Words vs. Action in US Haiti Policy

This guest post from our director, Paul Miller, builds on an important idea we’ve discussed before: that there’s a large disconnect between US policy toward Haiti and the statements of US policymakers. Paul writes passionately and persuasively about the consequences on this disconnect, and about the policies that HJA supports instead. 

The US aid model, which is subservient to US foreign policy goals, is not designed to strengthen Haiti’s governance or even to provide economic stability to Haiti.  Hand-wringing aside, US foreign aid – by design or by default – perpetuates a system of dependency that is exacerbated by the United States’ intentional undermining of democratic movements. The majority of large NGOs in Haiti contribute to this cycle (see Hallward, Damming the Flood).

The Haiti Justice Alliance (HJA) attempts to enlighten the Cheryl Mills of the world to the irony of their egocentric questions given the reality of their position of dominance.  While Hillary Clinton’s denunciation of Haiti’s government response to the earthquake is ridiculous, it nonetheless persists in the minds of the American public.  Her words perpetuate the sense that Haiti cannot function because of its corrupt government – and, by inference, its inept population.

Hillary Clinton at a press conference with President Martelly

The US and our foreign partners undermine Haiti’s ability to develop institutions that would allow it to effectively govern or respond to pressing needs, such as natural disasters. The same actors proceed to chastise the government of Haiti for not making progress.  To describe it simply as arrogance does not recognize the nefarious actions that continue to undermine Haiti’s struggles for just living conditions for its impoverished masses.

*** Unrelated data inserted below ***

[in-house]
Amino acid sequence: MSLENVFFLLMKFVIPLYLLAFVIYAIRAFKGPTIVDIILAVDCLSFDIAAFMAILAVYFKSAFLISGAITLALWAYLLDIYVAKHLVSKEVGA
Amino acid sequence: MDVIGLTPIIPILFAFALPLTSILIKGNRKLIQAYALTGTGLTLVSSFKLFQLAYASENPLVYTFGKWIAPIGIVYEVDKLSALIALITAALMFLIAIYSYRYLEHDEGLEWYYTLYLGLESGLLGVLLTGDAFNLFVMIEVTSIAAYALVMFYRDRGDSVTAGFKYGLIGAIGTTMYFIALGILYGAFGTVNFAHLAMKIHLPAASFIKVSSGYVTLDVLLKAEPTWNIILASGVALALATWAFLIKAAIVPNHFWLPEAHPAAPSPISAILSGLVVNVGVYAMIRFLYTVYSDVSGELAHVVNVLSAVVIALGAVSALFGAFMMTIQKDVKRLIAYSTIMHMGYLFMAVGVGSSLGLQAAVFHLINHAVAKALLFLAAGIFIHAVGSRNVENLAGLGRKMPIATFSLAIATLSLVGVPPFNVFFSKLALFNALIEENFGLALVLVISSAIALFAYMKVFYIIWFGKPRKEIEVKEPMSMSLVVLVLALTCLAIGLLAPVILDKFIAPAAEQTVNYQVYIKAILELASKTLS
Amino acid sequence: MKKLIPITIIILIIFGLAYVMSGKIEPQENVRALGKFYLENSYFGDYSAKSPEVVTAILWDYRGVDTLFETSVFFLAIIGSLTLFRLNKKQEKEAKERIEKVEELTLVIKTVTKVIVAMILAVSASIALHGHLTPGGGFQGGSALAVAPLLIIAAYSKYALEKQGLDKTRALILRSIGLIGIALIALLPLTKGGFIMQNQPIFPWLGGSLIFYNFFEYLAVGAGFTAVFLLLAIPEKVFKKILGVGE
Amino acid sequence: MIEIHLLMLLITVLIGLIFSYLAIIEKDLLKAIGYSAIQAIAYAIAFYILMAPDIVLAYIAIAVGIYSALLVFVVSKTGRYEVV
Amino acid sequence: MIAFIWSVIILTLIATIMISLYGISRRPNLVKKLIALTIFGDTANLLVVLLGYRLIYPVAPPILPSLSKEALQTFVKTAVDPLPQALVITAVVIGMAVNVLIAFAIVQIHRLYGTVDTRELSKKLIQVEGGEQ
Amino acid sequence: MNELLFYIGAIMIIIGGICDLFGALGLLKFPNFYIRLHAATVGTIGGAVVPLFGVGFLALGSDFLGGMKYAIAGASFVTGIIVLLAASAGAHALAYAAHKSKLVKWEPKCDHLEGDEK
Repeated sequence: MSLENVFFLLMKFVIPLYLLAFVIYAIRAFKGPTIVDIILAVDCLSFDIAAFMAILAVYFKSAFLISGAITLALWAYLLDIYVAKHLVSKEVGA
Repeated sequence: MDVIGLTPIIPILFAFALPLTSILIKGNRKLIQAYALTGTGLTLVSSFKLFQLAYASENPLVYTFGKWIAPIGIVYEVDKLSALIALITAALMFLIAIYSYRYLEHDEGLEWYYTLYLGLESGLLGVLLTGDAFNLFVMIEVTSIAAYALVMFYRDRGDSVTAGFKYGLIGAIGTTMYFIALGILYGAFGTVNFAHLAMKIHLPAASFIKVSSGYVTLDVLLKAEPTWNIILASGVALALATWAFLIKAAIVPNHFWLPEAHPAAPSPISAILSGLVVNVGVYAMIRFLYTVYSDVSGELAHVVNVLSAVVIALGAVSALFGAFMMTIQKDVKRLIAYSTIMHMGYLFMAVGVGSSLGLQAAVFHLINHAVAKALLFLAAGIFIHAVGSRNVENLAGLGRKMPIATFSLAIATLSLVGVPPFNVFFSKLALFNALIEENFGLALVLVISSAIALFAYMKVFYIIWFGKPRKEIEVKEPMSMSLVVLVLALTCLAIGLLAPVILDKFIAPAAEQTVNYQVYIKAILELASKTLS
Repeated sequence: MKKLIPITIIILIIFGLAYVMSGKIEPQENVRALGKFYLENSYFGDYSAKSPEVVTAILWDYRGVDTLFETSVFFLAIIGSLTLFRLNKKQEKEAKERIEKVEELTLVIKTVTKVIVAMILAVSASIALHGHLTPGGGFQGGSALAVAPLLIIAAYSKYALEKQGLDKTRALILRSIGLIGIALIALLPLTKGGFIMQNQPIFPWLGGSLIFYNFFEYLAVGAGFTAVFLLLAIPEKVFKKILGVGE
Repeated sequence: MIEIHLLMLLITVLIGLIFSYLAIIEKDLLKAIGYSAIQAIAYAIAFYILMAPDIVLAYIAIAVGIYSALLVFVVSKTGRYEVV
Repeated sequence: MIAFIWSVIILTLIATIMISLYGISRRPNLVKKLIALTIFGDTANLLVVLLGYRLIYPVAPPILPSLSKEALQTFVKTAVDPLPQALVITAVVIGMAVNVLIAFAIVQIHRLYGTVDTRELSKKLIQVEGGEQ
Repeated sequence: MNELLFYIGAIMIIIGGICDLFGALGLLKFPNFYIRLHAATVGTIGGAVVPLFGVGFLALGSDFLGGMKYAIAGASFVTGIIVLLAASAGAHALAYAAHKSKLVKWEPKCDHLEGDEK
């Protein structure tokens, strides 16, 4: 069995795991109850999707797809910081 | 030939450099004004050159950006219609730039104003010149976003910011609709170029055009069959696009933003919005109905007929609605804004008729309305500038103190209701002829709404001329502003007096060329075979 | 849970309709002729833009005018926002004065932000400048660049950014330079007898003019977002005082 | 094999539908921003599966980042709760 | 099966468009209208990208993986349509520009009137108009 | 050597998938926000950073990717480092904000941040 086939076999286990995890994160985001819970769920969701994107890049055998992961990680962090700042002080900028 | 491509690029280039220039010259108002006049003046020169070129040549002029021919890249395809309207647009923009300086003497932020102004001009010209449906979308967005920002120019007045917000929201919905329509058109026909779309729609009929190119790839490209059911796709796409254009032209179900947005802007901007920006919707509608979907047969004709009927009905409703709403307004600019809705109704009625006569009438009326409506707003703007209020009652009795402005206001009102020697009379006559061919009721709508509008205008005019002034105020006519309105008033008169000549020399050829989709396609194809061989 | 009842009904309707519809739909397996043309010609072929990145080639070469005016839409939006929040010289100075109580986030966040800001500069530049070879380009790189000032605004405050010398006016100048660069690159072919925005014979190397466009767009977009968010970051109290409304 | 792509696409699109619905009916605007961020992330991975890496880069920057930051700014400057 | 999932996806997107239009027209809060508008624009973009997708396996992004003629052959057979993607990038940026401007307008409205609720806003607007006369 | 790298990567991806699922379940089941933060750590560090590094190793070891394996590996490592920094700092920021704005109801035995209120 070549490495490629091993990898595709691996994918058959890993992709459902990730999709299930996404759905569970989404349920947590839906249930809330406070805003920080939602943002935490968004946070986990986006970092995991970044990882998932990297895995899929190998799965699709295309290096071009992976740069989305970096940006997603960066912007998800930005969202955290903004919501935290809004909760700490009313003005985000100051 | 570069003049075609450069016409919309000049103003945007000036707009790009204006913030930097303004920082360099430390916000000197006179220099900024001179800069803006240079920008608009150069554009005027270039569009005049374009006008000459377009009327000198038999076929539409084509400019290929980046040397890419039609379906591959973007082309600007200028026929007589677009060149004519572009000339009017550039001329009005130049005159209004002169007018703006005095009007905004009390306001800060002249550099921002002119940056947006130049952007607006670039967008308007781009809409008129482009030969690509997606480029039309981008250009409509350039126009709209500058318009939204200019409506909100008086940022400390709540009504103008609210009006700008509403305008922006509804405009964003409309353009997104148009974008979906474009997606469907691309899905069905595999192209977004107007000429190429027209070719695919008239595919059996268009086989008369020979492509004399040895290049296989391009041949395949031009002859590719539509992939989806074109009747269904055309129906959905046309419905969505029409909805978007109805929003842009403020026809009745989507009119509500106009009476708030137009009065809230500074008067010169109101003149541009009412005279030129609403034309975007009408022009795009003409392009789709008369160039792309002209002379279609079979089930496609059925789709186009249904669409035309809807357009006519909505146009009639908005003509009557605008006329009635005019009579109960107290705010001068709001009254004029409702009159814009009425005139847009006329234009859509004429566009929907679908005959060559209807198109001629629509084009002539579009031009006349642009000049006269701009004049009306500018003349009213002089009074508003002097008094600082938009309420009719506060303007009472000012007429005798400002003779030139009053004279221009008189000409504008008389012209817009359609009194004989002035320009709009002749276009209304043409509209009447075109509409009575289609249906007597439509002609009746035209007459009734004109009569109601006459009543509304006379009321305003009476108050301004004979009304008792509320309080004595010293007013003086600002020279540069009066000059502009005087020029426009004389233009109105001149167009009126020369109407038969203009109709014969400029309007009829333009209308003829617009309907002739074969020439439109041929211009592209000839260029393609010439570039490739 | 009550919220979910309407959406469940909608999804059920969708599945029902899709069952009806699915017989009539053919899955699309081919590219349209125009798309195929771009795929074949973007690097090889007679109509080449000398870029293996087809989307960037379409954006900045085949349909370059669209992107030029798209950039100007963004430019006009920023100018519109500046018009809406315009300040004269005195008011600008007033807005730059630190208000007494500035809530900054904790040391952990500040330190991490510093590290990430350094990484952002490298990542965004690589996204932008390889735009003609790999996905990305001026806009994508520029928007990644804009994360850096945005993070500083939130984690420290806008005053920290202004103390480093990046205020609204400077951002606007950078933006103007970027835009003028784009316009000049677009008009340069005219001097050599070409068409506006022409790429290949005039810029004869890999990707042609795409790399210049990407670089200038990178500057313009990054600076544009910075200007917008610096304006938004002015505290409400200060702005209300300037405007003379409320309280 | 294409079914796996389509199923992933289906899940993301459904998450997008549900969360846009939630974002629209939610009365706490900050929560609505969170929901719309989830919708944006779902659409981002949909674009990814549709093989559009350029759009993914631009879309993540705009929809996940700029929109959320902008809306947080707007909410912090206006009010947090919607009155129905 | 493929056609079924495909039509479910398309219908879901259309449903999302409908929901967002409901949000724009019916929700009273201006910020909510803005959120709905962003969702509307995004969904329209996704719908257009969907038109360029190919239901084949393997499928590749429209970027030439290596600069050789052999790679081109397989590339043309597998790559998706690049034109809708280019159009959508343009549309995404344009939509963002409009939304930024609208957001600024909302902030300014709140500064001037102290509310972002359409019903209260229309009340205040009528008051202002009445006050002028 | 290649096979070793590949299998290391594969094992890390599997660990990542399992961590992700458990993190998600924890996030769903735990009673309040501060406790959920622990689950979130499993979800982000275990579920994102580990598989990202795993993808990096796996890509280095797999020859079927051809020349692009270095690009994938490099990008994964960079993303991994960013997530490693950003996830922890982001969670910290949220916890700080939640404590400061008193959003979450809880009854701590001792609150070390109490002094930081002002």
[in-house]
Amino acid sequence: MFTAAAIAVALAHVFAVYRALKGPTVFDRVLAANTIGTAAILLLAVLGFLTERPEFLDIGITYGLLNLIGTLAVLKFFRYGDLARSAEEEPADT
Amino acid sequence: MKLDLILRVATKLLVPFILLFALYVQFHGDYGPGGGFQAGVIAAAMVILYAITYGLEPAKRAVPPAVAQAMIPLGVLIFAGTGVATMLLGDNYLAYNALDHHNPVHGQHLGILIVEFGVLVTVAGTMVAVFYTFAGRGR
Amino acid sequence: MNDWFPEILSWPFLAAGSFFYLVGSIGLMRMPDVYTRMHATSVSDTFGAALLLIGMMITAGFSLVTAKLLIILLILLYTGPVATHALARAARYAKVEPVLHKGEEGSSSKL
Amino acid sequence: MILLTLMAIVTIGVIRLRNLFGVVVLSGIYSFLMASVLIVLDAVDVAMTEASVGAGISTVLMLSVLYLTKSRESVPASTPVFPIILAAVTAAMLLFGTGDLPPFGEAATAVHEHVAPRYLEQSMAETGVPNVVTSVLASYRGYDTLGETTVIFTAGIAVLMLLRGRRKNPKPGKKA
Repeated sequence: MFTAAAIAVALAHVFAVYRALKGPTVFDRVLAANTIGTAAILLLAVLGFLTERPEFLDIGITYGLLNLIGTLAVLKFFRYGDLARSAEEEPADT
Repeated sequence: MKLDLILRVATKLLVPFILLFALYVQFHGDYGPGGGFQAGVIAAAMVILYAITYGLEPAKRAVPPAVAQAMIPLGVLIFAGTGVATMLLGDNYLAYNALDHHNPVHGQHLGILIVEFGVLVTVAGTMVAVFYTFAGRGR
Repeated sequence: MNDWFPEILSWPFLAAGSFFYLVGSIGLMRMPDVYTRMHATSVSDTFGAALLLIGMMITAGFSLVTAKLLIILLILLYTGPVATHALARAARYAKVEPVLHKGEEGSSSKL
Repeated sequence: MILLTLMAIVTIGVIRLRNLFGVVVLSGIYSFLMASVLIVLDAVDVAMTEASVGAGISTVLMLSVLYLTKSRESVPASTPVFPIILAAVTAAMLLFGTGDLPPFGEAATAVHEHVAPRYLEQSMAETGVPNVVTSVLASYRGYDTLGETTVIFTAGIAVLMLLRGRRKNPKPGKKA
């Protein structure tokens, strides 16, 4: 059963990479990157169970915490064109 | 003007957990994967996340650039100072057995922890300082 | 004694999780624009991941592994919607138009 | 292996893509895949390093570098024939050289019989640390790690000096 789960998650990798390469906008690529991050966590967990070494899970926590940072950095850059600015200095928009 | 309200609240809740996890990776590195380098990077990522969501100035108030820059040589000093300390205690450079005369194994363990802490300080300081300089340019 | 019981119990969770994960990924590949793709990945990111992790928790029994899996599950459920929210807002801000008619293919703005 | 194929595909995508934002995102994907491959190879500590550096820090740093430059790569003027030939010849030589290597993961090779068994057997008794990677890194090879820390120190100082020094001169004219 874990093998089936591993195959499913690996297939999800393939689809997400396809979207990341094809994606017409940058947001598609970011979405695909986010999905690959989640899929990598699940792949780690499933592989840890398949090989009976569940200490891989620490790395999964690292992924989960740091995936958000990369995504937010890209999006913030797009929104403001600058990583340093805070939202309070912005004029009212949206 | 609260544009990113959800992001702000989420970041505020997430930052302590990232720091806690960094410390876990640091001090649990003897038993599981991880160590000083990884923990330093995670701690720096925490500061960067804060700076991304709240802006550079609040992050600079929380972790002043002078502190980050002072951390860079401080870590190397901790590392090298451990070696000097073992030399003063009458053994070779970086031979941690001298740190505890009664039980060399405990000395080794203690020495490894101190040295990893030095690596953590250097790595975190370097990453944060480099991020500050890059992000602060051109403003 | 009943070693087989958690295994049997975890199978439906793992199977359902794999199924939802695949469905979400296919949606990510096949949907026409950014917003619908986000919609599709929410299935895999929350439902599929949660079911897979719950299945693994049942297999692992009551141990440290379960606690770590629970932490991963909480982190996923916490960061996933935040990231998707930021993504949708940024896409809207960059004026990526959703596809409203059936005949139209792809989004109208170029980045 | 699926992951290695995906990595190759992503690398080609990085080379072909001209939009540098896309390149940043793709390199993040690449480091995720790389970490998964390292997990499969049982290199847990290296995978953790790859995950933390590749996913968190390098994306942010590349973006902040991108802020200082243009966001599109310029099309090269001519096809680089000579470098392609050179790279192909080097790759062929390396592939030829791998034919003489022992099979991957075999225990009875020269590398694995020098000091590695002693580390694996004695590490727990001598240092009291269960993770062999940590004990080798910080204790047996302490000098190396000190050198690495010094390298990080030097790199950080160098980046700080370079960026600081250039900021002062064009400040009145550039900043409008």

While HJA advocates working with local grassroots organizations in the short term because they’re most able to maneuver within this system of structural injustices (see Farmer, Infections and Inequalities), we recognize that for the country to make the type of progress that would impress Cheryl Mills, the Haitian government needs to become fully functioning and carry out the programs currently outsourced to foreign NGOs with US foreign aid.  Advocating for this model is not unique to HJA: Paul Farmer has advocated for this same model throughout his involvement in Haiti with Partners in Health.

With that in mind, HJA supports US aid and policies that would facilitate Haiti’s development by strengthening its governmental systems as follows:

  • Support development of Haiti’s government infrastructure
    • Focus on the justice, education, and medical systems;
  • Support implementation of just wages that would contribute to economic balance;
  • Support development of agriculture;
  • Support true democratic principles that allow Haiti’s poor majority to have a voice in determining their future.

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